A nip into Switzerland for more stunning views

We were there yesterday!!

Dave the motorhome has decided he couldn’t see the mountains well enough in France, so he’s nipped over the border to Switzerland and found himself a nice (and free of charge) little car park overlooking Lac d’Emosson and its surrounding mountains (N46.06820 E6.93595).

Last night we sat chatting to Hugh and Ali, who are staying in the little chalet next to Mandy and Todd’s place. Dave was parked up right in front of their balcony (sorry guys), but luckily he wasn’t tall enough to spoil the views of the Mont Blanc massif as it glowed in the setting sun. Over a couple of bottles of wine we put the world to rights, they’re a great pair and very inspirational. We could have chatted all night while keeping an eye out for the meteor shower, but the clouds rolled in so there were no shooting stars to be seen, and we’d all had busy days so we called it a night around 11.30pm.

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This morning it was gone 9am when I finally awoke, my body is still trying to catch up on missed sleep from the night before, despite a couple of ‘power naps’ – do they count as power naps if they’re two hours long? We had our breakfast and got Dave ready for the off. We said goodbye to Hugh and Ali and fortunately Mandy had arrived home so we got to say goodbye to her too, Todd was cycling back so wouldn’t be home for a while yet. We can’t thank those guys enough, we had a wonderful time and they were the perfect hosts, I only hope we get to return the favour one day.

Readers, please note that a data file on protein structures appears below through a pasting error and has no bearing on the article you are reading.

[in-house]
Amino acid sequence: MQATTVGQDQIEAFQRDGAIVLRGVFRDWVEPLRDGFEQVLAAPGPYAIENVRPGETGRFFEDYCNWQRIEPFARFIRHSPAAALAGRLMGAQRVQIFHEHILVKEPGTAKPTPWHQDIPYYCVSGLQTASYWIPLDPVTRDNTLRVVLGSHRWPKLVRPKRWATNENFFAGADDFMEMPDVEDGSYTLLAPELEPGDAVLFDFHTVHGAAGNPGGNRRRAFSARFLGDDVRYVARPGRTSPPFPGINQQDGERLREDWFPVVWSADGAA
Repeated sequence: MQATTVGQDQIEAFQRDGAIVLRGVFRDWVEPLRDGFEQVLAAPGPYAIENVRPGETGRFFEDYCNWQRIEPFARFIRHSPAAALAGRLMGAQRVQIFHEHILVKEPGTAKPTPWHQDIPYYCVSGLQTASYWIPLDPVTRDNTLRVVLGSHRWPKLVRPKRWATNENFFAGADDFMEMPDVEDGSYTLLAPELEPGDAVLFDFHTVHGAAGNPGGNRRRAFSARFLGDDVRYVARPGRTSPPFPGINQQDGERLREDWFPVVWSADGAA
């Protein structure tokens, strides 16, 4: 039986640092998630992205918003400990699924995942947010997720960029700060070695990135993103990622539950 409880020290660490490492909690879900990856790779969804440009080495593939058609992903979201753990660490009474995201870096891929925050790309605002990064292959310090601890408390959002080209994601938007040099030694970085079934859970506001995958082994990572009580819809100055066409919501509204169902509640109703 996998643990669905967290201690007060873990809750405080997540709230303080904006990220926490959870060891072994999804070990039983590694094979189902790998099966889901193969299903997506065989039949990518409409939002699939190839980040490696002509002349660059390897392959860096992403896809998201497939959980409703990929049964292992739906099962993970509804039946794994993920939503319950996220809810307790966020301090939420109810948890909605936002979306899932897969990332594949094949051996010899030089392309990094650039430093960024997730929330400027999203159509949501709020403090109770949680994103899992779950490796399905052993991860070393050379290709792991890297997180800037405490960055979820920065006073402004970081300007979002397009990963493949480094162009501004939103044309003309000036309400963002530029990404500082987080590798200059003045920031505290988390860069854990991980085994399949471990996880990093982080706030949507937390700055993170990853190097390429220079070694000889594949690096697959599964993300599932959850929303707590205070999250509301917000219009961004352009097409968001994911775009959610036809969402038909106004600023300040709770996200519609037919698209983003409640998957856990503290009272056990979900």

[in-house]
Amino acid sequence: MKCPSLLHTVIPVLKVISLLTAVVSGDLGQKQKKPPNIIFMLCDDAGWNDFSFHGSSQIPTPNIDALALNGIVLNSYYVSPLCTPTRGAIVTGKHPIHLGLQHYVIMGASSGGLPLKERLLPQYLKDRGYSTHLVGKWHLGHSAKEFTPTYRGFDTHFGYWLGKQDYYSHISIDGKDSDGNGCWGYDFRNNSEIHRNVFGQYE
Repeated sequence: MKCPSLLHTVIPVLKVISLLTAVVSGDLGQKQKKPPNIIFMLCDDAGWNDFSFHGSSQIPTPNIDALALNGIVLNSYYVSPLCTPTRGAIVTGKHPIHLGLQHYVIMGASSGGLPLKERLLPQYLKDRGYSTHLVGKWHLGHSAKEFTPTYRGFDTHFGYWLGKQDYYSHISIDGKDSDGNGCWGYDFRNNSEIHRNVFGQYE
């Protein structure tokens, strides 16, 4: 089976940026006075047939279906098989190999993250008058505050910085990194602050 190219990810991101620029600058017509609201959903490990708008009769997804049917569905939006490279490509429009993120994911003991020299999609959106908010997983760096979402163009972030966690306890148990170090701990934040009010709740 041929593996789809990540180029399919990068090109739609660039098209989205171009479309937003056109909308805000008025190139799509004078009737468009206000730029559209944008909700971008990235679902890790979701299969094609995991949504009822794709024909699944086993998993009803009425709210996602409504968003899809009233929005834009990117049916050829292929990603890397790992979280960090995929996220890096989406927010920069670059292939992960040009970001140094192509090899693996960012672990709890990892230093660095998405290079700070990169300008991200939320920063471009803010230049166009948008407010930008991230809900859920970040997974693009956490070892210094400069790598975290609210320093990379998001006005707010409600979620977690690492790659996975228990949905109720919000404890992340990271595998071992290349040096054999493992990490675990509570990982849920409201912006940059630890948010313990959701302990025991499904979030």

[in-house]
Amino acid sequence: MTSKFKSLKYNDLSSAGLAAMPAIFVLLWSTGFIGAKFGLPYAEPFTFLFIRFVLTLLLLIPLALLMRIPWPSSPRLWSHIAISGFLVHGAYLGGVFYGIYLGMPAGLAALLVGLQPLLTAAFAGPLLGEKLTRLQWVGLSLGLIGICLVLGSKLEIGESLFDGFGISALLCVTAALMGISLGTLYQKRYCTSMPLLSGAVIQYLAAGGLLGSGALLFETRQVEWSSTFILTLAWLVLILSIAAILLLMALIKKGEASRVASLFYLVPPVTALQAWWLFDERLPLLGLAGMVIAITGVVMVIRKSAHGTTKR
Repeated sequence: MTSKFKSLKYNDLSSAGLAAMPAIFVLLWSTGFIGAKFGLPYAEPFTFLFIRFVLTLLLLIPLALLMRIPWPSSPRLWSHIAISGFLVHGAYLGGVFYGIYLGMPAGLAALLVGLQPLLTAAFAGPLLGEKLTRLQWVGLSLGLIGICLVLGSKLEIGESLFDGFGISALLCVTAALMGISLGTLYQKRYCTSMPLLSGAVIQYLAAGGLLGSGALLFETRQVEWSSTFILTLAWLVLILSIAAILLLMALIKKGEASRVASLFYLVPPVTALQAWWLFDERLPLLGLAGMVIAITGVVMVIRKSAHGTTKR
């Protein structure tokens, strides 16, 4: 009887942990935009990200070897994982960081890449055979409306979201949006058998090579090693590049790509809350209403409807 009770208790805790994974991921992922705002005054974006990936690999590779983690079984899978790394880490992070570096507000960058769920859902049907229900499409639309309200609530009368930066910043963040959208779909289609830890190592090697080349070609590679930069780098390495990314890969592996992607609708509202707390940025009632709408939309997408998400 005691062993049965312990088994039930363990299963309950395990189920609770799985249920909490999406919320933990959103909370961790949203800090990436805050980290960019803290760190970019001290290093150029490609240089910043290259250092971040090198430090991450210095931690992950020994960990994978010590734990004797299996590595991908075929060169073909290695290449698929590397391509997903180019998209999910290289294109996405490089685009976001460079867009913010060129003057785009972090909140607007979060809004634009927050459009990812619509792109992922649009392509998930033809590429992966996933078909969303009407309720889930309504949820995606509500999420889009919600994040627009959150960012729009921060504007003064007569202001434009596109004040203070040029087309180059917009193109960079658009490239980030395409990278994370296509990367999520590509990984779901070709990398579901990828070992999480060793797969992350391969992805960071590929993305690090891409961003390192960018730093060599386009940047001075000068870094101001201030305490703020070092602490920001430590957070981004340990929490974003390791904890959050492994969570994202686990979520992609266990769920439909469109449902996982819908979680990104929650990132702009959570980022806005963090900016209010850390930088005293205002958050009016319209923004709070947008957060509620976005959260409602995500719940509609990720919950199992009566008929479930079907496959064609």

We popped into the Chamonix Aire (GPS: 45.91692, 6.87248) to use the service point as you get half an hour free so you can do just that. There were loads of motorhomes in there, so of course there was a queue for the service point. We managed to empty the loo and get rid of our grey water, but the water tap was in big demand. We left with an empty water tank figuring it would be better for Dave to be a little bit lighter as he climbed the mountains, and we’d be able to pick some up as we travelled.